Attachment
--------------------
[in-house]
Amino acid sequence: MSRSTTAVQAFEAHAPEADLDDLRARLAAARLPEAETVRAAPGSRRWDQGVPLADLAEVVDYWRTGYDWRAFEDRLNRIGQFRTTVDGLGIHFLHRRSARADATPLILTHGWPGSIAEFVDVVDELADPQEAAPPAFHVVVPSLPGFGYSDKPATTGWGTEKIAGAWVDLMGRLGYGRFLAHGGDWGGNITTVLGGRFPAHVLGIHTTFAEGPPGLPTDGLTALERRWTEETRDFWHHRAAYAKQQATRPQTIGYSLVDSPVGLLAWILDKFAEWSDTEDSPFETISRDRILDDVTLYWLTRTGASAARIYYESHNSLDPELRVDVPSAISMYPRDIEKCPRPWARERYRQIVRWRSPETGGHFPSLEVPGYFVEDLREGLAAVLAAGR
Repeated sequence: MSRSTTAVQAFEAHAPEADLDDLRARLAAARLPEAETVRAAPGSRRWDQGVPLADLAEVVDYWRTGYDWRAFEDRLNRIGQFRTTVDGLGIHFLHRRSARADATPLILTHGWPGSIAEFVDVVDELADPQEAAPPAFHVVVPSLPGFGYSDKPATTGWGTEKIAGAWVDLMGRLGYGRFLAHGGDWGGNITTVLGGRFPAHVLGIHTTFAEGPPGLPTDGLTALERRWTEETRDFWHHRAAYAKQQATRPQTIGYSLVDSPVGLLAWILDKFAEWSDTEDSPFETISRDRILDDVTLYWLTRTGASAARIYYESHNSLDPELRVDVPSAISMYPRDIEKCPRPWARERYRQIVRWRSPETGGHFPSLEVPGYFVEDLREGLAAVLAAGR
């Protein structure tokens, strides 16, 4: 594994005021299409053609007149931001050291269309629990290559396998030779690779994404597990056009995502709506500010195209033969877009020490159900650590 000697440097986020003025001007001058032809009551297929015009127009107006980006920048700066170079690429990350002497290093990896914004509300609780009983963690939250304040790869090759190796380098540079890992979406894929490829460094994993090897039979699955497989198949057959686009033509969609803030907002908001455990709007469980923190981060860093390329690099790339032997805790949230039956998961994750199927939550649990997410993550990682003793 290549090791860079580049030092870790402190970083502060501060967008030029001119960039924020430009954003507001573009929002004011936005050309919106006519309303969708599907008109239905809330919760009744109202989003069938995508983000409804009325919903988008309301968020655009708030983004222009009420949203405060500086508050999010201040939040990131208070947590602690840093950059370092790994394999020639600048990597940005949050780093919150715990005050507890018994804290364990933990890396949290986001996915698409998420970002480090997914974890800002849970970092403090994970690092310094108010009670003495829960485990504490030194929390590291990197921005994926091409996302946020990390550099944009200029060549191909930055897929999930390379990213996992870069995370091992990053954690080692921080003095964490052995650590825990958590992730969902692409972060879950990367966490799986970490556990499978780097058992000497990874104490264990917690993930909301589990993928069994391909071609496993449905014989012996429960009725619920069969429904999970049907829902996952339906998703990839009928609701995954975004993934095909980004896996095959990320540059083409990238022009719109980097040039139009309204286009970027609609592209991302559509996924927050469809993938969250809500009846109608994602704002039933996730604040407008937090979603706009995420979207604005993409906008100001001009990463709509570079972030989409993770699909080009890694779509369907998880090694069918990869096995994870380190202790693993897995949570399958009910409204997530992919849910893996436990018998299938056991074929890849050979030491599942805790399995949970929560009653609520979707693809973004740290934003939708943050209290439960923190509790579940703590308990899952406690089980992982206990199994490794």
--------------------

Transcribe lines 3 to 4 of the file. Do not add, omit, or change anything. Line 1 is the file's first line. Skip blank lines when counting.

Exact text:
Repeated sequence: MSRSTTAVQAFEAHAPEADLDDLRARLAAARLPEAETVRAAPGSRRWDQGVPLADLAEVVDYWRTGYDWRAFEDRLNRIGQFRTTVDGLGIHFLHRRSARADATPLILTHGWPGSIAEFVDVVDELADPQEAAPPAFHVVVPSLPGFGYSDKPATTGWGTEKIAGAWVDLMGRLGYGRFLAHGGDWGGNITTVLGGRFPAHVLGIHTTFAEGPPGLPTDGLTALERRWTEETRDFWHHRAAYAKQQATRPQTIGYSLVDSPVGLLAWILDKFAEWSDTEDSPFETISRDRILDDVTLYWLTRTGASAARIYYESHNSLDPELRVDVPSAISMYPRDIEKCPRPWARERYRQIVRWRSPETGGHFPSLEVPGYFVEDLREGLAAVLAAGR
């Protein structure tokens, strides 16, 4: 594994005021299409053609007149931001050291269309629990290559396998030779690779994404597990056009995502709506500010195209033969877009020490159900650590 000697440097986020003025001007001058032809009551297929015009127009107006980006920048700066170079690429990350002497290093990896914004509300609780009983963690939250304040790869090759190796380098540079890992979406894929490829460094994993090897039979699955497989198949057959686009033509969609803030907002908001455990709007469980923190981060860093390329690099790339032997805790949230039956998961994750199927939550649990997410993550990682003793 290549090791860079580049030092870790402190970083502060501060967008030029001119960039924020430009954003507001573009929002004011936005050309919106006519309303969708599907008109239905809330919760009744109202989003069938995508983000409804009325919903988008309301968020655009708030983004222009009420949203405060500086508050999010201040939040990131208070947590602690840093950059370092790994394999020639600048990597940005949050780093919150715990005050507890018994804290364990933990890396949290986001996915698409998420970002480090997914974890800002849970970092403090994970690092310094108010009670003495829960485990504490030194929390590291990197921005994926091409996302946020990390550099944009200029060549191909930055897929999930390379990213996992870069995370091992990053954690080692921080003095964490052995650590825990958590992730969902692409972060879950990367966490799986970490556990499978780097058992000497990874104490264990917690993930909301589990993928069994391909071609496993449905014989012996429960009725619920069969429904999970049907829902996952339906998703990839009928609701995954975004993934095909980004896996095959990320540059083409990238022009719109980097040039139009309204286009970027609609592209991302559509996924927050469809993938969250809500009846109608994602704002039933996730604040407008937090979603706009995420979207604005993409906008100001001009990463709509570079972030989409993770699909080009890694779509369907998880090694069918990869096995994870380190202790693993897995949570399958009910409204997530992919849910893996436990018998299938056991074929890849050979030491599942805790399995949970929560009653609520979707693809973004740290934003939708943050209290439960923190509790579940703590308990899952406690089980992982206990199994490794």